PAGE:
Antibiotics, develop in the 1940’s, could well be the greatest contribution to mankind coming from medicine! They lengthened average lifespan, and drastically reduced infant mortality. Nowadays, most infections in the developed world are due to viruses rather than bacteria because antibiotics work solely on bacteria.
Unfortunately for us, nature is extremely tricky. Bacteria have developed the ability to adapt and survive antibiotics. When that happens, we simply change antibiotics to finish the infection. Big Pharma used to do a good job developing new antibiotics. The difficulty is that more advanced antibiotics are generally more toxic for humans, so we have to weigh benefits vs. side effects.
Recently all the major medical institutions recognize that there is a crisis around superbugs which are resistant to nearly all antibiotics, and even ALL antibiotics.
How superbugs develop
When antibiotics kill bacteria, they do not kill all of them. A small percentage of the bacterial population randomly happen to be resistant to the antibiotic. This has been known in Bacteriology forever. It was not considered a problem because the body’s immune system can handle the remaining small numbers. Still, the resistant ones can grow back as resistant to the original antibiotic.
Suppose there are 100 million bacteria in a given infection. After antibiotics, say only a few hundred or a thousand remain. The immune system can handle that. But in instances were the immune system is not working properly, those remaining bacteria double every 20 minutes. If you play with the mathematics a bit, you can see that many millions will be active within 12 hours or a day. We call that secondary infection. This is why doctors always instruct patients to finish the full course of antibiotics rather than stopping within a few days; the idea is to try to kill enough bacteria that secondary infection doesn’t occur, because THAT infection will be resistant to that antibiotic.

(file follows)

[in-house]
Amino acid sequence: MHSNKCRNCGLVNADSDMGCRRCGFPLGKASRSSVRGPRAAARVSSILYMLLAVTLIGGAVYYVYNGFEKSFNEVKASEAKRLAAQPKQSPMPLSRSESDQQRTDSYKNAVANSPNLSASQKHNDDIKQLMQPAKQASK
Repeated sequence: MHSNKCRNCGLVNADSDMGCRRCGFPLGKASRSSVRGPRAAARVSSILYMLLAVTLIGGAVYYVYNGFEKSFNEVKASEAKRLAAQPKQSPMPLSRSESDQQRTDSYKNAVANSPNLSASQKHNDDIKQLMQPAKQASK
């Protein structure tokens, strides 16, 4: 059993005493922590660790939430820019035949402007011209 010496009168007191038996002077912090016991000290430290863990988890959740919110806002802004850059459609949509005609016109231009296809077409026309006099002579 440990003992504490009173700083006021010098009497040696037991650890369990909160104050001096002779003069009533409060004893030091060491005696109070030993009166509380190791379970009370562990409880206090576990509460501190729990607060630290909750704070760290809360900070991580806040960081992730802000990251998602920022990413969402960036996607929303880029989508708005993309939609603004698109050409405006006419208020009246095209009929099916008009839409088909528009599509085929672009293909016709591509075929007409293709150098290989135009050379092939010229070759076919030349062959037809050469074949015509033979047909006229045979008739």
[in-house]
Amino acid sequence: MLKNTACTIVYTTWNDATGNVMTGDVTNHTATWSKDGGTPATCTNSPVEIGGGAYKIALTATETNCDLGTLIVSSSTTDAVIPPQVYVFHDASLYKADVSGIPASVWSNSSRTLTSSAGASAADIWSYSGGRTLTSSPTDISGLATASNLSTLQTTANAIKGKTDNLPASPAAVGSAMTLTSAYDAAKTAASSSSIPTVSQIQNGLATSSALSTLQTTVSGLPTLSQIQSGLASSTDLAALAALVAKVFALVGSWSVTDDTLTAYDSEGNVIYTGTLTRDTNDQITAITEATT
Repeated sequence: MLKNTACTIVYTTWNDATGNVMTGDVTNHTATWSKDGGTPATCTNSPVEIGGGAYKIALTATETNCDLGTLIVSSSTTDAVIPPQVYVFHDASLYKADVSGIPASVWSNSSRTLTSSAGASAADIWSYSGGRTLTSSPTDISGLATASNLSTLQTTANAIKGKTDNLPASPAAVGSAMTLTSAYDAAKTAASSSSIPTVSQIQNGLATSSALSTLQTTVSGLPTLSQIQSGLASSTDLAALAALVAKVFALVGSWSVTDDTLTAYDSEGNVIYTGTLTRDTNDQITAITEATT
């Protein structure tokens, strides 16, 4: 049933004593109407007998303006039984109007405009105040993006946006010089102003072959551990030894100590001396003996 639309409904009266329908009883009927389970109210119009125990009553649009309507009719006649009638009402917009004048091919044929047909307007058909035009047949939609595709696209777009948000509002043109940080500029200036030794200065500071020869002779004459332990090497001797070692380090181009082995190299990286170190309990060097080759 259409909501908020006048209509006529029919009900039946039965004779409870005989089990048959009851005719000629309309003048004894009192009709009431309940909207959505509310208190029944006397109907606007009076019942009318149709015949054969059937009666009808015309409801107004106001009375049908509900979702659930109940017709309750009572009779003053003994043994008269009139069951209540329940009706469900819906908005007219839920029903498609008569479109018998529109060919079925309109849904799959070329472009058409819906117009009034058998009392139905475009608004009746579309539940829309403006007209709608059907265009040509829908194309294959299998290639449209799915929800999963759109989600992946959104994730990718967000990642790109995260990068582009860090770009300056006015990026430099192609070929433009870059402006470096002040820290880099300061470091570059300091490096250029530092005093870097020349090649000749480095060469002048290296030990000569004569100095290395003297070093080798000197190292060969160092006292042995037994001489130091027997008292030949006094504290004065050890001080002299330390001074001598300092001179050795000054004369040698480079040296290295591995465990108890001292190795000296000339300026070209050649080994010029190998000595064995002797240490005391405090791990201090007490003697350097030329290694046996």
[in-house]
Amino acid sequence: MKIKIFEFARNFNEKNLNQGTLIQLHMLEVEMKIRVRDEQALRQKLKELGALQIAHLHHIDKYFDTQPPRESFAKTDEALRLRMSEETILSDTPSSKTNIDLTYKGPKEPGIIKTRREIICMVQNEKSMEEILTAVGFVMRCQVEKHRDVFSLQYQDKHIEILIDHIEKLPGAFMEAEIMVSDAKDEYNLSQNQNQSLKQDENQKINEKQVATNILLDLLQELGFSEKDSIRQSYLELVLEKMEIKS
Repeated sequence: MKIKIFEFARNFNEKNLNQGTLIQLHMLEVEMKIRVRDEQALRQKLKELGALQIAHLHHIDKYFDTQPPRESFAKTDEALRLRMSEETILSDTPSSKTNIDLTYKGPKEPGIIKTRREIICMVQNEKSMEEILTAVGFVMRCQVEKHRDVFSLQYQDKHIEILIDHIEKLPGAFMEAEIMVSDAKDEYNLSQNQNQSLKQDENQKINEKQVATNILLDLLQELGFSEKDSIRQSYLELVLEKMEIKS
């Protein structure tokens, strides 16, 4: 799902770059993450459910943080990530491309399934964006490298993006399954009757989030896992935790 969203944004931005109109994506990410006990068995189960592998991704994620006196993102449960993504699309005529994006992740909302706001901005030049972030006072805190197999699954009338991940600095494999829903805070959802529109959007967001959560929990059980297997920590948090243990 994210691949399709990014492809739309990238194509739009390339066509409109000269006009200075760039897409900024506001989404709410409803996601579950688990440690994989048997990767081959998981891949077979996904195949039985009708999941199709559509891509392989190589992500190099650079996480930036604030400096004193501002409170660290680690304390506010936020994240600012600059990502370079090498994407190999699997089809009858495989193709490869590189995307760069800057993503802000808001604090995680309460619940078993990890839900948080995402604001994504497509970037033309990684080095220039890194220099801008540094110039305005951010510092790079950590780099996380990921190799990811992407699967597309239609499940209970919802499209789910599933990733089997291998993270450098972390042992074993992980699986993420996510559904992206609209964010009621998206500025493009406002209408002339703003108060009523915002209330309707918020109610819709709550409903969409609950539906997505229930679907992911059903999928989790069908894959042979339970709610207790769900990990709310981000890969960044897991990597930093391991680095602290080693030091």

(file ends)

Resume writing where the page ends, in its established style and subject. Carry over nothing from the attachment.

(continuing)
When I was studying Bacteriology at UCLA prior to medical school, we used to culture bacteria after exposing a surface to antiseptic alcohol. We could always grow some bacteria not only resistant to the alcohol, but actively craving to EAT the alcohol! The same happens with alcohol wipes that people use so often in public places! Even antibacterial soaps that are so popular, being sold as hygienic, reliably become creators of bacteria that consider the antibacterial soap a delicacy!
There is another process that enhances development of drug resistance — actual transfer of DNA genes that confer resistance from one cell to another. This enhances survival even between different bacterial species. Consider how powerful this could be in the mix of species in everyone’s gut! If someone takes too many antibiotics, snippets of DNA are transferred in the gut to other species of bacteria, meaning that future infections might be harder to treat!
[British Journal of Pharmacology: http://onlinelibrary.wiley.com/doi/10.1038/sj.bjp.0707607/full/
Dangers of antibiotic resistance
For the last few decades, more and more cases of infection have occurred in the world that are resistant to all antibiotics. According to the CDC, 2 million people develop antibiotic resistance each year in the US, and 230,000 of them die because of lack of an effective antibiotic.
Most of these cases have atypical germs and/or antibiotics that could work are too toxic or too expensive.